Companies urged to help shape UK's approach to interest tax deductibility reform

Out-Law News | 22 Oct 2015 | 4:30 pm | 3 min. read

Large companies have been given an early opportunity to feed into the UK's approach to implementing new global rules on deducting interest payments from their taxable profits.

HM Revenue and Customs (HMRC) intends to include new rules on interest deductions, which will be based on 'best practices' identified by the Organisation for Economic Co-operation and Development (OECD),  in a future "business tax roadmap" document. It has published a high-level consultation document seeking views on the topic, but does not intend to make any changes before 1 April 2017 in order to give businesses "sufficient time to adapt".

Heather Self, a tax expert at Pinsent Masons, the law firm behind Out-Law.com, said: “This is a very brief consultation document, which merely summarises the OECD proposals and asks for views. While it is good that HMT are asking for early input to shape their response to the OECD, it is disappointing that there is no recognition of the UK’s substantial infrastructure pipeline and the impact which any change to interest relief could have”.

In his foreword to the consultation paper, financial secretary David Gauke said that new rules, applied consistently worldwide, would "have the benefit of certainty for business as well as ensuring a more level playing field".

"The government believes that the new rules on interest deductibility as set out in the OECD report are an appropriate response to the [base erosion and profit shifting] issues identified therein," he said.

The consultation closes on 14 January 2016.

The OECD has been working on recommendations for reform of international tax rules to prevent base erosion and profit shifting (BEPS) by multinational companies on the instruction of the G20 group of leading global economies. BEPS refers to multinational corporate groups shifting profits to low tax jurisdictions and exploiting mis-matches between different tax systems so that little or no tax is paid.

Tackling interest deductibility was one of 15 points identified by the OECD in its 'action plan' of July 2013, and the tax cooperation body published its final recommendations earlier this month. Unlike some of the other recommendations produced by the OECD, its report on interest does not set out minimum standards. It has instead recommended that countries introduce a minimum interest/EBITDA ratio of between 10% and 30% into their own tax systems. EBITDA means a company's earnings before interest, taxes, depreciation and amortisation.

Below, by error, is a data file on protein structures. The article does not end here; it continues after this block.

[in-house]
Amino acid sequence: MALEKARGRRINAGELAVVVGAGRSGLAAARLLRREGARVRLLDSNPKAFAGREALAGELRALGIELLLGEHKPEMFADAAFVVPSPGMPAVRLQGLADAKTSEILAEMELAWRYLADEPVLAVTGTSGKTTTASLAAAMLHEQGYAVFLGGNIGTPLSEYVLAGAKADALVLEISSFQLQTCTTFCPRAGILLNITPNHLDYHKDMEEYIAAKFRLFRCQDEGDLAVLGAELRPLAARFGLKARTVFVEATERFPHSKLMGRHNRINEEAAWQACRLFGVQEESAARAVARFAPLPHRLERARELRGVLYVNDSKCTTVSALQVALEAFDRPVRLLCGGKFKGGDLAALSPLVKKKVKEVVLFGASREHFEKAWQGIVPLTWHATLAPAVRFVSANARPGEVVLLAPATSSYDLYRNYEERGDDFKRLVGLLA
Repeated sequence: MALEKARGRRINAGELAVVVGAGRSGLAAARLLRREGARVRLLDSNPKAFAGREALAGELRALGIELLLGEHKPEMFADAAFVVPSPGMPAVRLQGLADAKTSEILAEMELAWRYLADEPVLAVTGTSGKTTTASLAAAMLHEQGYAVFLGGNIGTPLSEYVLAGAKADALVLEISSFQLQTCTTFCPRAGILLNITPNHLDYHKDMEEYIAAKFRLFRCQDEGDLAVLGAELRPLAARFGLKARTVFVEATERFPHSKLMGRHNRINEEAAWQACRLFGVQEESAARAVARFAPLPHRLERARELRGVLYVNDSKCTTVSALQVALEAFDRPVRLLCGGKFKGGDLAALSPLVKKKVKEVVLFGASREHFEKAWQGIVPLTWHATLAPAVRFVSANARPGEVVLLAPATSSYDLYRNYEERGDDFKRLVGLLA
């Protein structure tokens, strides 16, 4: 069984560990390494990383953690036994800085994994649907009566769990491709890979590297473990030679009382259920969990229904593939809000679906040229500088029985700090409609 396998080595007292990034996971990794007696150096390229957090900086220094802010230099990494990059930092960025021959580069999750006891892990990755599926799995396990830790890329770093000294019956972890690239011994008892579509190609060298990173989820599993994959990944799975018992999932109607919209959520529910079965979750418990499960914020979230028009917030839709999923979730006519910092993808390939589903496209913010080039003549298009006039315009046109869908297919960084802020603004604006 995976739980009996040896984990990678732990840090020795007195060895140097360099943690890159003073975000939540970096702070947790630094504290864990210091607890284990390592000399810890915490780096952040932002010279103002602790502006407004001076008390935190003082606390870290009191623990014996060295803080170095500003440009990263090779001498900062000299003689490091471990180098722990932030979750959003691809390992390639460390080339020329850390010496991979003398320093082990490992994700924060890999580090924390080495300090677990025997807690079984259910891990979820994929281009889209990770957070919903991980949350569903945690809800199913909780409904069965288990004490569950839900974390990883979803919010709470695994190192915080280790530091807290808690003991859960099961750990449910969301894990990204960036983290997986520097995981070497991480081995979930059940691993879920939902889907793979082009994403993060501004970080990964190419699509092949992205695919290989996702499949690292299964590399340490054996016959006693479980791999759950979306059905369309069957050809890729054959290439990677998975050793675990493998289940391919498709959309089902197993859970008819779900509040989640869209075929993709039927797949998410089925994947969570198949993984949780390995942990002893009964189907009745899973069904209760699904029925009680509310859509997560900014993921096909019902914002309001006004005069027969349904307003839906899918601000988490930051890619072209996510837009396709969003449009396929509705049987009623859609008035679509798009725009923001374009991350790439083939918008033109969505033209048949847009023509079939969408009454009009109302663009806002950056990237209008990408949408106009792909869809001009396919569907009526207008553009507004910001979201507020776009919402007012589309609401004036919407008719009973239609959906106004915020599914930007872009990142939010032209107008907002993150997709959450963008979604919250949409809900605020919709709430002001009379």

In its consultation on how best to implement this recommendation, HMRC said that the UK would be required to introduce a general rule for restricting interest in order to meet the OECD recommendations. The UK currently has a range of anti-avoidance provisions that can restrict deductibility in specific situations, but no general ratio rule. Germany, Greece, Italy and other countries already limit interest deductions to 30% of taxable EBITDA while France has a 25% limit.

"The government recognises that this would be a major change to the UK corporate tax regime and will require careful consideration to ensure any new rules work appropriately, including taking into account the beneficial impact of an 18% corporation tax rate," HMRC said in its consultation.

The UK government has not suggested its preferred percentage ratio, and is instead asking respondents to recommend a percentage "within the proposed corridor of 10% to 30%". It is also proposing to implement an alternative 'group ratio rule' for multinational companies, which would allow UK companies to deduct interest provided that the net interest/EBITDA ratio of the worldwide group did not exceed 40%.

HMRC is also seeking views on the design of an optional exclusion from the general limits on interest deductibility, which the OECD has suggested could be used for "large-scale, highly geared" privately owned projects which provide public benefits. This exception could be used, for example, to allow the deduction of interest expenses on third-party loans linked to PFI and PPP projects. However, the OECD has recommended that this exclusion should be "narrowly targeted" and limited to only those projects that meet certain detailed criteria.

Consultation respondents have been asked to provide details of situations in which they would choose to use a public benefit exclusion, whether or not the UK also chooses to adopt a group ratio rule. HMRC has also asked what this exclusion could look like, "taking account of the OECD recommendations".

“The UK has kept its interest deductibility rules under review for a number of years, and the previous Coalition Government has recognised that the current rules are considered by businesses as a competitive advantage of the UK tax system ( see the Corporate Tax Roadmap 2010 – paragraph 3.8)  It is important that any changes are proportionate to the risks identified by the OECD, and do not go beyond what is necessary to prevent avoidance,” said Heather Self.